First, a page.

Comparison of energy metabolism in liver grafts from donors after circulatory death and donors after brain death during cold storage and reperfusion

Research output: Contribution to journalArticle

Authors

  • Thamara Perera
  • Michael Silva
  • N. Ahmed
  • D. A. Neil
  • N. Murphy
  • Darius Mirza

External organisations

  • Liver Unit; Queen Elizabeth Hospital Birmingham; Edgbaston Birmingham UK
  • Department of Pathology; Queen Elizabeth Hospital Birmingham; Edgbaston Birmingham UK
  • Department of Critical Care; Queen Elizabeth Hospital Birmingham; Edgbaston Birmingham UK
  • Liver Transplant and Hepatobiliary Pancreatic Unit, Queen Elizabeth Hospital Birmingham

Abstract

Background
Donation after circulatory death (DCD) liver grafts have supplemented the donor organ pool, but certain adverse outcomes have prevented exploration of the full potential of such organs. The aim of this study was to determine key differences in basic energy metabolism between DCD and donation after brainstem death (DBD) grafts.

Methods
Microdialysis samples from DCD and DBD allograft parenchyma from cold storage to 48 h after reperfusion were analysed by colorimetric methods. Interstitial lactate, pyruvate and glycerol levels were measured and the lactate/pyruvate ratio was calculated to estimate energy depletion of the grafts. Histological features of ischaemia and reperfusion injury were assessed.

Results
Donor age, extent of steatosis and cold ischaemia time were comparable between ten DCD and 20 DBD organs. DCD grafts had higher levels of interstitial lactate (median 11·6 versus 1·2 mmol/l; P = 0·015) and increased lactate/pyruvate ratio (792 versus 38; P = 0·001) during cold storage. There was no significant difference in glycerol levels between DCD and DBD grafts (225·1 versus 127·5 µmol/l respectively; P = 0·700). Rapid restoration of energy levels with lactate clearance, increased pyruvate levels and reduced lactate/pyruvate ratio was seen following reperfusion of functioning DCD grafts, parallel with levels in DBD grafts. Histology revealed more pronounced glycogen depletion in DCD grafts. Three allografts that failed owing to primary non-function showed energy exhaustion with severe glycogen depletion.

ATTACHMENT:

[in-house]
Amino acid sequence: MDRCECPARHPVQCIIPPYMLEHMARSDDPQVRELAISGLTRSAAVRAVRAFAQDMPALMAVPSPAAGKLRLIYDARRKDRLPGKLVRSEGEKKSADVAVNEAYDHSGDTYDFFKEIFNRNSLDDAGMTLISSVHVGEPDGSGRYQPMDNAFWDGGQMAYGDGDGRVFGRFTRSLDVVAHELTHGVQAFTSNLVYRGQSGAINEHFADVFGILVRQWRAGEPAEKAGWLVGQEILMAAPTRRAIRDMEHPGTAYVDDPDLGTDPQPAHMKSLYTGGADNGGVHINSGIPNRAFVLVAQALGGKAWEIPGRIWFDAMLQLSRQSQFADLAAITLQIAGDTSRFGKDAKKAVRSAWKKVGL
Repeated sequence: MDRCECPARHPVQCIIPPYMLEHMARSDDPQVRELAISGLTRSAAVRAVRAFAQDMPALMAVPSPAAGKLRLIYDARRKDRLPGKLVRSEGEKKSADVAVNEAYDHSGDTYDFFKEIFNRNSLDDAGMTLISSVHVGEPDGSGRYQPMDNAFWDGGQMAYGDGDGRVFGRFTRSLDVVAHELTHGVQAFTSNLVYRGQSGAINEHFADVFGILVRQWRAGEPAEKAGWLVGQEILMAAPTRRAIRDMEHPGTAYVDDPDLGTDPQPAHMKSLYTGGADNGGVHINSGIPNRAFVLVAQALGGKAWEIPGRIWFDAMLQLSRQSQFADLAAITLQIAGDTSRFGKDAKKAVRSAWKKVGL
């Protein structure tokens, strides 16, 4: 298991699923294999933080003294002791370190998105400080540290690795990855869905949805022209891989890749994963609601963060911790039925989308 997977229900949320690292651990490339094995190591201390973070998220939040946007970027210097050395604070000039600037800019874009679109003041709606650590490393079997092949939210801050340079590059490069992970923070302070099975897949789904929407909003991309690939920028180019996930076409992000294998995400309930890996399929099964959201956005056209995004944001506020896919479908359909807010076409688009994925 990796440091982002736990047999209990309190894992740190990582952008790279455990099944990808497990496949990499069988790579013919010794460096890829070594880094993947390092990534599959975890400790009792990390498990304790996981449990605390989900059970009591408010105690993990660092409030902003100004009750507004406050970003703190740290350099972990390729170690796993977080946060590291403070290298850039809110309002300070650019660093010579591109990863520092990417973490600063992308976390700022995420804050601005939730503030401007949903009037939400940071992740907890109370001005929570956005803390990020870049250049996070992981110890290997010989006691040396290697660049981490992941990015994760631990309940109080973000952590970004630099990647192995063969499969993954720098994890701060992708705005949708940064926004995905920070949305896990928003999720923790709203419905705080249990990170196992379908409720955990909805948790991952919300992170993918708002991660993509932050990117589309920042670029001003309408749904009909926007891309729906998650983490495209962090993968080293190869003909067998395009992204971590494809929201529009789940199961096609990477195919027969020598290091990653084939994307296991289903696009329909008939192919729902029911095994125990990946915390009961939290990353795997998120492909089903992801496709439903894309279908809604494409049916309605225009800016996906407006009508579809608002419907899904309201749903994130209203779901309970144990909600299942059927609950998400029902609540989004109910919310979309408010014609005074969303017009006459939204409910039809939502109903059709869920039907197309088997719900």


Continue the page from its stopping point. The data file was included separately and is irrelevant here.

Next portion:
Conclusion
Liver grafts from DCD donors exhibited depletion of intracellular energy reserves during cold storage. Failed allografts showed severe energy depletion. Modified organ preservation techniques to minimize organ injury related to altered energy metabolism may enable better utilization of donor organs after circulatory death.

Details

Original languageEnglish
Pages (from-to)775-783
JournalBritish Journal of Surgery
Volume101
Issue number7
Early online date28 Apr 2014
Publication statusPublished - Jun 2014